DCMS blog

From Bangladesh to Bristol – celebrating women’s strength and inventiveness

Jude Kelly

by

Guest Blogger and Director of Southbank Centre and WOW

On International Women’s Day, guest blogger Jude Kelly – Director of Southbank Centre and WOW – Women of the World, a new festival celebrating and promoting women – gives us her independent viewpoint on the fight for equality.


Today – Tuesday 8th March – is the 100th anniversary of International Women’s Day. To celebrate this landmark date, we are launching the first WOW – Women of the World at Southbank Centre. WOW celebrates women: their rich history, which is too often forgotten; and their potential, which is still to be petitioned for.
WOW - Women of the WorldAs one of the few female leaders of a major international arts organisation, I decided to launch WOW to highlight all that women are achieving, while also questioning why it’s still such uphill work to close the equality gap. I am all too aware of the disparity between women’s ability and their opportunity to show it. Society will benefit in every way when this changes, and while we don’t expect to solve this historic imbalance in a three-day festival, we hope the array of talent we have assembled will inspire and entertain in equal measure.
I also launched WOW in response to so many young women and girls telling me they needed more support to deal with puzzling and distressing obstacles to their progress and to give a platform to the vexed question of why Feminism became the new F word.
I have always been agitating for everyone to be given a chance to explore their creative potential. But women have far less chance in the UK than men of sustaining a career as a composer, director, conductor, editor – and this lack of women’s voices in culture directly affects everything about how we see the world and what role we are seen to play in it. But it’s all other areas too; law, politics, health; science; business – there are too few women in leadership roles and too few programmes of research and investment that concentrate on women’s needs and advancement. Please don’t tell me it’s better than it was – whilst inequality is still the norm, it’s not good enough to assume that progress will ‘trickle down’ naturally. It hasn’t worked for economic fairness and it won’t work for women’s rights either. And this is one of the reasons why I’m supportive of the recent discussions around quotas for women. We haven’t progressed as much as I think we should have and we need to keep raising the bar to get to a situation of equality. Women’s stories need to be told – and remembered.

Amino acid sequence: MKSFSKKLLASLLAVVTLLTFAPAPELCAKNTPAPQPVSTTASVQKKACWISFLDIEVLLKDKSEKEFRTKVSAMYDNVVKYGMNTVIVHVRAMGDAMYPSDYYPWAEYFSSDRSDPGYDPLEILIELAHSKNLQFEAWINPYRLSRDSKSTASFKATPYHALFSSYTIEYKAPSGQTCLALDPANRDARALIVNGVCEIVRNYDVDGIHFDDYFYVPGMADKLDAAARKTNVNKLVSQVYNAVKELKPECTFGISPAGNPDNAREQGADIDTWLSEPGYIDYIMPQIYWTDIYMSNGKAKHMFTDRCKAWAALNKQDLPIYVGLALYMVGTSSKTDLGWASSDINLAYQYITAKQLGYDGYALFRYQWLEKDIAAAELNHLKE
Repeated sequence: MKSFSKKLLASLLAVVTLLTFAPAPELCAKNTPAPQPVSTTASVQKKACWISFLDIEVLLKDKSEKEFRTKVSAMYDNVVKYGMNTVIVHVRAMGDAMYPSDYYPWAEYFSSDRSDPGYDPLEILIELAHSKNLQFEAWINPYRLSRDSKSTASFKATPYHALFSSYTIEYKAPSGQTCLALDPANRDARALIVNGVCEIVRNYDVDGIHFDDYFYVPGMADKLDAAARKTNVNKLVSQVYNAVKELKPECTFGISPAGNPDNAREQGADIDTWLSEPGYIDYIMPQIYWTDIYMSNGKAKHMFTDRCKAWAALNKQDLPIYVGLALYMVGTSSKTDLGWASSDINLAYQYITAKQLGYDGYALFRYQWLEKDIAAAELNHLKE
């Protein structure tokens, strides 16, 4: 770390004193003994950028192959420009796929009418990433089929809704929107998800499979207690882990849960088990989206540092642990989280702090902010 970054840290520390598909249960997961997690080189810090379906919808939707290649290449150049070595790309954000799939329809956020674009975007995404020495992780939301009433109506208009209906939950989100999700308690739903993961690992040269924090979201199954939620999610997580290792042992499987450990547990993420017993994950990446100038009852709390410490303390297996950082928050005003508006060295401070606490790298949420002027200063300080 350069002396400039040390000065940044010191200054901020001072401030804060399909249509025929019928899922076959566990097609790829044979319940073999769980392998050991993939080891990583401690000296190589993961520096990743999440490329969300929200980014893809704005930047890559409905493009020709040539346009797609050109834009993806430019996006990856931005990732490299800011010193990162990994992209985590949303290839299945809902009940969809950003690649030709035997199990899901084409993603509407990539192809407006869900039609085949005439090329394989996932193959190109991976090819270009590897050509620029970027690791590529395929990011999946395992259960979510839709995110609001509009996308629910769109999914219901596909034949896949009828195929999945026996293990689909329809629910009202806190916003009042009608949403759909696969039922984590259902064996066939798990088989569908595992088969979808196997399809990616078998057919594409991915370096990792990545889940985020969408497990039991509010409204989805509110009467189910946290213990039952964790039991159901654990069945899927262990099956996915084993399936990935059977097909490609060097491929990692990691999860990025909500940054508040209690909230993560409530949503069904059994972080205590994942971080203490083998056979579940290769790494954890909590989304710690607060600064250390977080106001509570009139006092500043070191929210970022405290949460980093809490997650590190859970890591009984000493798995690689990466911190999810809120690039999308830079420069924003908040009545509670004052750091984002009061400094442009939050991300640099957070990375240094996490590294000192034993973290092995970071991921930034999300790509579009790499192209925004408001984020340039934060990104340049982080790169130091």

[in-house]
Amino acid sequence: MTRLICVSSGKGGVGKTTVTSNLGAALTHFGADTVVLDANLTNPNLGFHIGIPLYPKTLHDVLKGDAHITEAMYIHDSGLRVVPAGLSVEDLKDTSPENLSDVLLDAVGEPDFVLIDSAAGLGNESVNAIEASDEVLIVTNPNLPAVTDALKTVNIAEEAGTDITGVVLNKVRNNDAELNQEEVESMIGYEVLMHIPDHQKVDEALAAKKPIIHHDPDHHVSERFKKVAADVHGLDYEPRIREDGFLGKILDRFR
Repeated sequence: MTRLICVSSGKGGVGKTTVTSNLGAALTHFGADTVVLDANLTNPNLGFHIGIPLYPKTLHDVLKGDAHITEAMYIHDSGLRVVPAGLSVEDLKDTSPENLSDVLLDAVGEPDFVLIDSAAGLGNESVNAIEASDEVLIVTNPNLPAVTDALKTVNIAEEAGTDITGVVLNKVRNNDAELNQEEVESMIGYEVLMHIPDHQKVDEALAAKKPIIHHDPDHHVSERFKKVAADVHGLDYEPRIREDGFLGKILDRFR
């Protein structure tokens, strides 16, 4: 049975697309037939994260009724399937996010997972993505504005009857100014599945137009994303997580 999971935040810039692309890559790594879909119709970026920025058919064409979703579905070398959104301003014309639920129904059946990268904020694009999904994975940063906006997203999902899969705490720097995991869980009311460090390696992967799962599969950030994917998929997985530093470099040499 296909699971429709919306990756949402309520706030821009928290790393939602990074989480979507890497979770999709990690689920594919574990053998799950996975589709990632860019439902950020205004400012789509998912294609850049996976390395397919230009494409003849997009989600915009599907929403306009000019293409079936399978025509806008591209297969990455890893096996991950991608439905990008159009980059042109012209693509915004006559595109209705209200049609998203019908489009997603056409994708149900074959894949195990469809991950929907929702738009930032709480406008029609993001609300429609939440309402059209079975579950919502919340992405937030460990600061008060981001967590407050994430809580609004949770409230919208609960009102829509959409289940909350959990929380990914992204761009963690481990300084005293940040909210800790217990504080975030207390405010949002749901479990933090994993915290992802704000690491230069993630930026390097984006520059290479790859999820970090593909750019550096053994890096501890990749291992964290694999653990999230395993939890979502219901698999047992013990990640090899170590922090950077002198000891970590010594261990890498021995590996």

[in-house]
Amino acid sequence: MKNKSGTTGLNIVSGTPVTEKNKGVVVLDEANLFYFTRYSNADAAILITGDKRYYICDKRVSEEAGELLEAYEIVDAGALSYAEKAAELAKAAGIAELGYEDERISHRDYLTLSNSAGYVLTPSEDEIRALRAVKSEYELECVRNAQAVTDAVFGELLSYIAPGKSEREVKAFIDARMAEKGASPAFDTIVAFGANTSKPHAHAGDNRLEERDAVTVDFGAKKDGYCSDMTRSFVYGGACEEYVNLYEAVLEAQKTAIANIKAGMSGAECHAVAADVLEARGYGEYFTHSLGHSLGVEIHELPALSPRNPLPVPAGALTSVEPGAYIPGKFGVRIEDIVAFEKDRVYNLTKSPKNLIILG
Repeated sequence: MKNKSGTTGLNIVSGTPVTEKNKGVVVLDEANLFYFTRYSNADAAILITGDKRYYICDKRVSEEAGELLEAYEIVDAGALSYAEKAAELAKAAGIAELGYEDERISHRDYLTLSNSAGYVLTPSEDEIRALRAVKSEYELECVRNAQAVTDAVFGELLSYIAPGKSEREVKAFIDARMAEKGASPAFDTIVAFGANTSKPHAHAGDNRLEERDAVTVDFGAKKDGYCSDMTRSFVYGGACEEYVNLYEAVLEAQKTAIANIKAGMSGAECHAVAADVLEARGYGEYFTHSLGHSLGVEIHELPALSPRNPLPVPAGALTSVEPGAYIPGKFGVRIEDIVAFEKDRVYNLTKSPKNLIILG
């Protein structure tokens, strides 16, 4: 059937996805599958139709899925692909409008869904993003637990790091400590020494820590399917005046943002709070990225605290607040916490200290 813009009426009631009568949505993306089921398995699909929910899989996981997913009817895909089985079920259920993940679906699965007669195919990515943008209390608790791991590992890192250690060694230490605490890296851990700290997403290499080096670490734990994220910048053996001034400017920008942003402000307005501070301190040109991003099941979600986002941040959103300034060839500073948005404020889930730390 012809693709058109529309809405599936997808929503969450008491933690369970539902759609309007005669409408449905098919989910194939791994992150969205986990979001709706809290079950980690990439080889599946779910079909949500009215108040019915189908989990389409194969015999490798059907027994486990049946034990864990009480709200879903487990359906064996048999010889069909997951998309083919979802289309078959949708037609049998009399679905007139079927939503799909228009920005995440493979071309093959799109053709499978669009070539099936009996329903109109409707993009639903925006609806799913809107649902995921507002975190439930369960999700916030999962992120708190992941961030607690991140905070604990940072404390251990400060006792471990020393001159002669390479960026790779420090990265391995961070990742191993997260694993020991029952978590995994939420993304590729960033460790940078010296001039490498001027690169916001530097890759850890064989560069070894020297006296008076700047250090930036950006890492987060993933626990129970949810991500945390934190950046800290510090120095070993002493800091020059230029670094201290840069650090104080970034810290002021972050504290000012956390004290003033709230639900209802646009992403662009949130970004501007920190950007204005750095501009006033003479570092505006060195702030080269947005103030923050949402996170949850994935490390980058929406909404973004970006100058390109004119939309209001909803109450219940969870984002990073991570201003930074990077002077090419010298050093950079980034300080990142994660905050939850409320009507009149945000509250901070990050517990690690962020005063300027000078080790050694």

WOW has two strands – performances such as gigs, films, comedy, classical music, theatre and readings; and the WOW conference with debates, talks, networking and mentoring opportunities, workshops and marketplace, free music and the WOW Den – five ideas to change women’s lives.
The festival features amazing women from Bangladesh and Bristol, Ghana and Afghanistan, Cornwall and China. We have powerful performers, speakers, comedians, and writers – plus dozens of 10-minute WOW Bites from a wide range of contributors. Highlights of the festival include an EQUALS Live concert with Annie Lennox, Kate Nash and Paloma Faith on Friday evening; and the great African musician and campaigner Baaba Mal in concert on Saturday with Krystle Warren, Speech Debelle, V V Brown and Eska – his tribute and celebration of the female voice.
Annie Nightingale, Radio 1’s longest-serving DJ and presenter does a Q&A followed by a unique DJ set on Saturday night. Sunday climaxes with Sandi Toksvig’s March of the Women, a comedy evening of suffragette history and female stand up, which features a specially created all women orchestra conducted by Sue Perkins.
Speakers from across five continents include Dr Precious Lunga, the Zimbabwean epidemiologist; Shami Chakrabarti, director of Liberty; Juliet Stevenson; Jyoti Mhapsekar, who heads up a women’s waste-pickers co-op in India; Helena Kennedy QC; and Bianca Jagger; and there will be speed mentoring with over 50 leading women from a range of industries as well as a market place for women to meet and network and a wide-ranging programme of free events across the site.
WOW is a chance for girls and women of all generations to enjoy each other’s ideas – and for men to come and enjoy those ideas too. It’s going to be three powerful days of women’s voices – young and old – and it’s going to be exciting, provoking and fun.


WOW – Women of the World runs from 11-13 March 2011

Images courtesy Southbank Centre